July waves Old Glory and Le Tricolore.
Jacques-Louis David based the French flag on the cockade of the Marquis de Lafayette, who had been urged to help the American colonists by the Duke of Gloucester, in a funk because his brother, King George III, disapproved of his marriage. At least there was no Reign of Terror in Philadelphia.
Our unofficial "National Hymn" was written by a professor of English literature from Wellesley College after a trip in 1893 to Pike's Peak, from whose twilight purple summit she could see grain fields hued in amber. An elderly parishioner of mine was a student of Professor Katharine Lee Bates and remembered her reciting the final 1913 draft of "America the Beautiful." The melody, "Materna," had been composed in 1882 by a church organist, Samuel Ward, on a ferry from Coney Island to Newark.
In the "political correctness" and "cancel culture" of recent days, there have been attempts to censor "America the Beautiful" on the grounds that it is unfeeling to make reference to "alabaster cities [that] gleam undimmed by human tears." En route to Colorado, Bates had visited the World's Columbian Exposition where crowds were stunned by Nikola Tesla's incandescent light bulbs. The illuminated "White City" was plaster and not alabaster, but it envisioned a culture enlightened by the Heavenly Jerusalem, just as another lady of letters, Julia Ward Howe, in the Civil War had seen earthly struggle from a divine perspective: "Let the Hero, born of woman, crush the serpent with his heel." No naïf, Professor Bates knew all about the human tears in Chicago slums and had worked with Jane Addams and her Hull House. But souls today, bereft of critical judgment, would decry mention of a "White City" and an exposition honoring Columbus.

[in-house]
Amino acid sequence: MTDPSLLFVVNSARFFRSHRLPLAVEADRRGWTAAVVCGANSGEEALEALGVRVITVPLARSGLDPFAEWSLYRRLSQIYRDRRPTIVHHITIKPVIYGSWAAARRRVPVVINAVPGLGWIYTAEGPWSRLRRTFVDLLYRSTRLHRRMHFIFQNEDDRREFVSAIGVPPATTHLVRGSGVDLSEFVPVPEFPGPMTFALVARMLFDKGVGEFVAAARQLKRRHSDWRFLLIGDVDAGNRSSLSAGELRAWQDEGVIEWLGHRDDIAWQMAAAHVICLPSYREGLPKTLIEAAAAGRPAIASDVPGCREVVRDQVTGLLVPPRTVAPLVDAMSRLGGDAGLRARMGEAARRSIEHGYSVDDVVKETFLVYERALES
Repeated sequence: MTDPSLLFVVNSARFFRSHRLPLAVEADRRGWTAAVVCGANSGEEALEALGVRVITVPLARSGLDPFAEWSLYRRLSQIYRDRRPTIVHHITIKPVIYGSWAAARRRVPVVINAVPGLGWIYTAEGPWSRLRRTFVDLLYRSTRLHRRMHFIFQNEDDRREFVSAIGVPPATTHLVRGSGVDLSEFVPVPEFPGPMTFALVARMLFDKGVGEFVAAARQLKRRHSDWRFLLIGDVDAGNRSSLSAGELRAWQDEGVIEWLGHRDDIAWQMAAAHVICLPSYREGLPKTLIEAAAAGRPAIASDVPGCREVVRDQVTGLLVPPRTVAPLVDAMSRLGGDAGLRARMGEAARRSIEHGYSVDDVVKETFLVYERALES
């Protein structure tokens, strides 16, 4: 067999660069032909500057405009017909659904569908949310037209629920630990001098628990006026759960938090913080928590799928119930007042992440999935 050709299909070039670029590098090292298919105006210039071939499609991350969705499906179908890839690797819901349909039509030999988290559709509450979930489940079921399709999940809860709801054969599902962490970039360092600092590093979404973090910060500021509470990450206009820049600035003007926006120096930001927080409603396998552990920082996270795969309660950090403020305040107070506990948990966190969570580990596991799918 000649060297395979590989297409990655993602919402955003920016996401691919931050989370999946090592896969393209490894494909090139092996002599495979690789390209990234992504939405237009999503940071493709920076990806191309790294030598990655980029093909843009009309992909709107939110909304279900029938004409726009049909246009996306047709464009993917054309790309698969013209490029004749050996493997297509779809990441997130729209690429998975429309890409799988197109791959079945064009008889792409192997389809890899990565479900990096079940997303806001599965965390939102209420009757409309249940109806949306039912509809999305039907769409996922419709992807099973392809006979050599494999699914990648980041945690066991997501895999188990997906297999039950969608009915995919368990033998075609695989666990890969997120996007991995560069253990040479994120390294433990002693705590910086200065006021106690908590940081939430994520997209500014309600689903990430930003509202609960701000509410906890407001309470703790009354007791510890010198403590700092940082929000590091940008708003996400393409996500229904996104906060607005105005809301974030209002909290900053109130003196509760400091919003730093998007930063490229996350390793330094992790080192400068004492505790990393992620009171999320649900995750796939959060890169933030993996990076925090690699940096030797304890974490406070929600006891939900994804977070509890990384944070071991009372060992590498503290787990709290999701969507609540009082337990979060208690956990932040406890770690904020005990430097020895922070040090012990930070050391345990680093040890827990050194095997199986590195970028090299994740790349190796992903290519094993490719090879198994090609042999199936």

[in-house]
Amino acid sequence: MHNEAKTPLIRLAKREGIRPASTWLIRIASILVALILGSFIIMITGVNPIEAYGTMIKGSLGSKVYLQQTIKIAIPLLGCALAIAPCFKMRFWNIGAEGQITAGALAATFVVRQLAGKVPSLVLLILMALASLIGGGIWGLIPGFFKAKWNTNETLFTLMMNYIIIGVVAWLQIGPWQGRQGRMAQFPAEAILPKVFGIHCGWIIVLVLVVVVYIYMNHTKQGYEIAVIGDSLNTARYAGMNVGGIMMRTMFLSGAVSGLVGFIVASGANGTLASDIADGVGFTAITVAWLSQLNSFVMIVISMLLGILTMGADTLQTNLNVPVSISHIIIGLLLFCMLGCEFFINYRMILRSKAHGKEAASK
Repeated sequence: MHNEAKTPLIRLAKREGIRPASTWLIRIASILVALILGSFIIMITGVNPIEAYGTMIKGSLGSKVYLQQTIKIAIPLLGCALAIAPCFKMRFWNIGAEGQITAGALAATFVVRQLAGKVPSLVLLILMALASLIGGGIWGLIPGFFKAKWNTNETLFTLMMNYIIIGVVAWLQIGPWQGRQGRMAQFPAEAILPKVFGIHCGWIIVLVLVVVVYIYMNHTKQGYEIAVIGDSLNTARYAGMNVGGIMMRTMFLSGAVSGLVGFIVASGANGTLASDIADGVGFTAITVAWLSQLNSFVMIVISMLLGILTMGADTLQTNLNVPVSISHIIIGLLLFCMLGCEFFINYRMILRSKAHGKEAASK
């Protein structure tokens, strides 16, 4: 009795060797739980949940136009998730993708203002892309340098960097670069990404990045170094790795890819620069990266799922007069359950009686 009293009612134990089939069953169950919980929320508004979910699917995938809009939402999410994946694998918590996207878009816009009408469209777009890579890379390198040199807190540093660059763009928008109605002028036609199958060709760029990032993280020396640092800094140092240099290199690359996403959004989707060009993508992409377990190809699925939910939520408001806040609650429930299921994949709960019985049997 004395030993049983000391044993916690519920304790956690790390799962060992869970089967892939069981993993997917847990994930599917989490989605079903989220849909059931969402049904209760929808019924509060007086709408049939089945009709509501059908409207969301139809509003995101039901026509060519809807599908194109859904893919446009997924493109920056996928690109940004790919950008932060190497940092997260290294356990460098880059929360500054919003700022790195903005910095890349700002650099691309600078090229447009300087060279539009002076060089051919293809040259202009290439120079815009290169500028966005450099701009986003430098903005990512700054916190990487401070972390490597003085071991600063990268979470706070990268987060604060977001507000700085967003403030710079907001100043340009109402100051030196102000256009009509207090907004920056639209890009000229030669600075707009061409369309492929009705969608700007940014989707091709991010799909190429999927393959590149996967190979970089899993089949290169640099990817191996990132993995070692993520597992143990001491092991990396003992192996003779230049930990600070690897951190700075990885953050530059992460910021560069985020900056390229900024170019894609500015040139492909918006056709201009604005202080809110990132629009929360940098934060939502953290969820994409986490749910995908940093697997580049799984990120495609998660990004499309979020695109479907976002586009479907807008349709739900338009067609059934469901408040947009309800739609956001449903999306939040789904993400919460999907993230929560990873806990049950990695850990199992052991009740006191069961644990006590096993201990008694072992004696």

Although the founder of Islam was a slave trader, the bigoted zeal of contemporary rioters hesitates to menace mosques.
There are also demands to eliminate our National Anthem because the author owned slaves. In fact, Francis Scott Key freed his slaves and pleaded before the Supreme Court for the liberation of 300 African slaves captured off the ship "Antelope" along the Florida coast. He also worked with John Quincy Adams in the "Amistad" case to free 53 slaves.
Key's anthem was based on verses he composed in 1805 to celebrate the victory over the Muslim slave-trading pirates on the Barbary coast: "And pale beam'd the Crescent, its splendor obscured / By the light of the star-spangled flag of our nation. …" Although the founder of Islam was a slave trader, the bigoted zeal of contemporary rioters hesitates to menace mosques.
Some of these petulant Jacobins demand to replace our National Anthem with the pretentious doggerel of the song "Imagine" by John Lennon: "Imagine there's no heaven / It's easy if you try / No hell below us / Above us only sky."
That is not quite Francis Scott Key, Julia Ward Howe, or Katharine Lee Bates. When the opioid bubble bursts, heaven and hell remain. Take your choice.
Father George W. Rutler. "Old Glory." From the Pastor (July 15, 2020).
Reprinted with permission of Father George W. Rutler.
Father George W. Rutler is the pastor of St. Michael's church in New York City. He has written many books, including: The Wit and Wisdom of Father George Rutler, The Stories of Hymns, Hints of Heaven: The Parables of Christ and What They Mean for You, Principalities and Powers: Spiritual Combat 1942-1943, Cloud of Witnesses — Dead People I Knew When They Were Alive, Coincidentally: Unserious Reflections on Trivial Connections, A Crisis of Saints: Essays on People and Principles, Brightest and Best, and Adam Danced: The Cross and the Seven Deadly Sins.Copyright © 2020 Father George W. Rutler
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